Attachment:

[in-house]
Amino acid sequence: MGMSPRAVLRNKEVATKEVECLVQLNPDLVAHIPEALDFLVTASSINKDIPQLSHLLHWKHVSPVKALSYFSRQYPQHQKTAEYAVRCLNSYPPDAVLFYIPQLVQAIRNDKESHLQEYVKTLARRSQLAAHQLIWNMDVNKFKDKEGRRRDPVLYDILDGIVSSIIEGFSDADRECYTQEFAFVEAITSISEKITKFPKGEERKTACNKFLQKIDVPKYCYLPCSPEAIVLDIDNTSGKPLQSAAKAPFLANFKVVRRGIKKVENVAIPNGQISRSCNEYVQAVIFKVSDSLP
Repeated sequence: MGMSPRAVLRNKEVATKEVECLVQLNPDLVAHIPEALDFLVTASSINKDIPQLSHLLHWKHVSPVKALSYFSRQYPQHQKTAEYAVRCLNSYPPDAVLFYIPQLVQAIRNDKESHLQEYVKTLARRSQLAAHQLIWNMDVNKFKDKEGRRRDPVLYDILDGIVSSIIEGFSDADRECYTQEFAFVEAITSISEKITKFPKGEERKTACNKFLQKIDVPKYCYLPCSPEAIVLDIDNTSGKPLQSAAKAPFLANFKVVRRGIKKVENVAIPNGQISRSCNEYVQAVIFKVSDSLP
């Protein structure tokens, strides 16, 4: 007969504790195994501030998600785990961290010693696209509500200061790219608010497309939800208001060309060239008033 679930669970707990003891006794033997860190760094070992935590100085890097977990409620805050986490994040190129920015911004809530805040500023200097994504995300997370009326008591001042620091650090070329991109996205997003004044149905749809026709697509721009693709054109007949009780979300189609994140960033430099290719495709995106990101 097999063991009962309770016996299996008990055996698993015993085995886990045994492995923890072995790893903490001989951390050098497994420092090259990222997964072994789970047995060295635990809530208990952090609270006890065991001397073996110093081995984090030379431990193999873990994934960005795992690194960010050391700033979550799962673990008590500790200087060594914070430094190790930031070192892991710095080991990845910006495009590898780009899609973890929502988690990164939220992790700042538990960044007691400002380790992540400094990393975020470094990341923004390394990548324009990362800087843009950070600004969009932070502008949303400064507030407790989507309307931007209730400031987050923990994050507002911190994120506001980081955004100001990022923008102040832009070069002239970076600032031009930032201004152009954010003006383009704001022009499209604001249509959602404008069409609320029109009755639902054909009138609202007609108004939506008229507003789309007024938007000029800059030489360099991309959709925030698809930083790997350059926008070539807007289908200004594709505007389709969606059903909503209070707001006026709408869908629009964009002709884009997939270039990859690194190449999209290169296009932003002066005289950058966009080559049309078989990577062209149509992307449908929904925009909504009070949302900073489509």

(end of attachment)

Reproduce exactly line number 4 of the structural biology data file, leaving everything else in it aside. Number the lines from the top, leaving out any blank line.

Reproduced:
């Protein structure tokens, strides 16, 4: 007969504790195994501030998600785990961290010693696209509500200061790219608010497309939800208001060309060239008033 679930669970707990003891006794033997860190760094070992935590100085890097977990409620805050986490994040190129920015911004809530805040500023200097994504995300997370009326008591001042620091650090070329991109996205997003004044149905749809026709697509721009693709054109007949009780979300189609994140960033430099290719495709995106990101 097999063991009962309770016996299996008990055996698993015993085995886990045994492995923890072995790893903490001989951390050098497994420092090259990222997964072994789970047995060295635990809530208990952090609270006890065991001397073996110093081995984090030379431990193999873990994934960005795992690194960010050391700033979550799962673990008590500790200087060594914070430094190790930031070192892991710095080991990845910006495009590898780009899609973890929502988690990164939220992790700042538990960044007691400002380790992540400094990393975020470094990341923004390394990548324009990362800087843009950070600004969009932070502008949303400064507030407790989507309307931007209730400031987050923990994050507002911190994120506001980081955004100001990022923008102040832009070069002239970076600032031009930032201004152009954010003006383009704001022009499209604001249509959602404008069409609320029109009755639902054909009138609202007609108004939506008229507003789309007024938007000029800059030489360099991309959709925030698809930083790997350059926008070539807007289908200004594709505007389709969606059903909503209070707001006026709408869908629009964009002709884009997939270039990859690194190449999209290169296009932003002066005289950058966009080559049309078989990577062209149509992307449908929904925009909504009070949302900073489509």